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Government climb down on state pension age will benefit 33,000 female employees

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Women who would have seen a two-year increase to their state pension age will have their wait reduced to 18 months, welfare secretary Iain Duncan Smith (pictured) has announced yesterday, meaning the female retirement age will now increase to 66 in October 2020, instead of April that year.

The Pensions Bill currently going through Parliament will be amended from the current timetable to cap the increase at a maximum of 18 months.

Iain Duncan Smith: "We have listened to the concerns of those women most affected by the proposed rise in state pension age to 66 and so we will cap the increase to a maximum of 18 months. We have always made clear that we would manage any change fairly and ensure any transition is as smooth as possible."

Minister for pensions Steve Webb, added: "We want to end the uncertainty for women waiting to learn what their State Pension Age is and we will be communicating with those affected so that they can properly plan for their future."

The Pensions Bill currently going through Parliament proposes the state pension age for women will reach 65 by November 2018 and rise to 66 for both men and women by April 2020. Instead the amendments laid yesterday will propose that men and women reach 66 by October 2020.

The Government brought forward the increase in state pension age to 66 because of "dramatic increases" in life expectancy and the need to ensure that no unfair burden is placed on the next generation. The Government has said it will spend £45 billion extra on pensioners by 2025 because of the triple guarantee to uprate the basic State Pension by the highest of earnings, prices or 2.5%.

Joanne Segars, chief executive of the National Association of Pension Funds, said: "This takes some of the sting out of what was a very raw deal for many women.

"A quarter of a million women who were set to wait up to two years longer for their pension will now see that wait capped at 18 months.

"This is a useful bit of leeway. People need time to prepare their finances for the transition into retirement, and there's now a clearer ceiling on what to expect.

"But a lot of women in their late 50s are still being told to wait another 18 months, and many will struggle to bridge the gap. The Government could have done a bit more to give them extra notice.

"As we all live longer we are going to have to work longer. The state pension age for women should be brought into sync with men's, but it needs to be done fairly.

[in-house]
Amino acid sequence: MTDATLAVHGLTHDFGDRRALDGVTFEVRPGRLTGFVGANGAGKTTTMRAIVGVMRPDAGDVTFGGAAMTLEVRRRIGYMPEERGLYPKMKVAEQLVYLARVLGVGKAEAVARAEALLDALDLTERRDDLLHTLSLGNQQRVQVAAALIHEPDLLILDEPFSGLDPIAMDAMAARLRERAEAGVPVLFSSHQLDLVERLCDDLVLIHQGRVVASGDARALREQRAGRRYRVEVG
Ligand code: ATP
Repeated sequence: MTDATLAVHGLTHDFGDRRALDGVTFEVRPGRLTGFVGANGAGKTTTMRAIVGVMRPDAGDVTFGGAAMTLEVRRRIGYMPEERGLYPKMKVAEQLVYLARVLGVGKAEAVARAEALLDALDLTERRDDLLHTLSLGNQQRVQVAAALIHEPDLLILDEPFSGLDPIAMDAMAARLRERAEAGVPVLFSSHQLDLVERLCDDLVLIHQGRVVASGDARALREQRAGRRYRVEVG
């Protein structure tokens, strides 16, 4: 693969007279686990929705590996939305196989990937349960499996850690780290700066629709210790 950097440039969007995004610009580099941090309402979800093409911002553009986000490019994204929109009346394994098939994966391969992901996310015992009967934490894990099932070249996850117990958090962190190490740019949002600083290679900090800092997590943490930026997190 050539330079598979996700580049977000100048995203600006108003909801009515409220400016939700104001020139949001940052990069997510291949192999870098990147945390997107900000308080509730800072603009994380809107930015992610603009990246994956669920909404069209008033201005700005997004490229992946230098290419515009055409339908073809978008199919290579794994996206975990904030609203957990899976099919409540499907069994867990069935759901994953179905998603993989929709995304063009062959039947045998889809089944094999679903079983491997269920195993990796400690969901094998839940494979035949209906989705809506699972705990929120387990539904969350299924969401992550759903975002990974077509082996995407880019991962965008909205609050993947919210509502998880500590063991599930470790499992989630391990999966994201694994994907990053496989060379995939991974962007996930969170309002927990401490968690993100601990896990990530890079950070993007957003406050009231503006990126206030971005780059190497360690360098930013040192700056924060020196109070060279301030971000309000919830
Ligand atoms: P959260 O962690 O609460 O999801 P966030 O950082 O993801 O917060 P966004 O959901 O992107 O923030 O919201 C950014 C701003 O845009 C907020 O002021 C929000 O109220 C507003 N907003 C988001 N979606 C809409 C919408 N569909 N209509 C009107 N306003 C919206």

"The trade-off for working longer must be a more generous state pension that sets a clear foundation for retirement."

Chris Ball chief executive of The Age and Employment Network (TAEN), said: "Whilst this acknowledges the unfairness of asking some women to put up with unacceptable delays before receiving their state pension, it will still require those in the affected age group to wait a further 18 months longer for their pension than they expected or planned for.

 

"The soundness of raising the state pension age and forcing people to go on working when the number of jobs available is shrinking will be rightly questioned. Moreover, the Government continues to ignore the fact that the broad-brush approach to raising state pension ages for all is deeply unfair anyway.

 

"For women and men in physically demanding jobs to be asked to wait for their pension without making adequate provision to allow them to change roles and ease down in later life is harsh at best. While some good employers recognise this and have made flexible working and retirement available, there are huge numbers of jobs where this is just not possible and, with part-time roles in free-fall, people will be asking: 'Are you really expecting us to work until we drop?'."

Trade union unite, has warned the announcement poses "very real financial dangers" for women born in the 1950s.

 

Unite assistant general secretary, Gail Cartmail said: "This announcement must not be allowed to mask the injustice of the Government's plans to create an automatic link to the state pension age and the normal retirement age for women who are members of public sector pension schemes.

 

"Apart from being unfair and disregarding the nature of the work done, such a link creates a precedent that may well leak into private sector schemes. This would be in the same way that some private sector schemes are being hit with the 15% reduced value of benefits due to the switch from Retail Price Index (RPI) to Consumer Price Index (CPI) which was imposed on all public sector schemes.

 

"There are still not-so-hidden financial dangers for this group of women, thought to number about 330,000, now in their late fifties. Iain Duncan Smith has given them a crumb of comfort today."

When the State Pension Age was set at 65 in1926 there were nine people of working age for every pensioner. There are now three people of working age for every pensioner and that is set to fall to nearer two by the end of this century.

The Report Stage and Third Reading of the Pensions Bill are scheduled for Tuesday 18 October.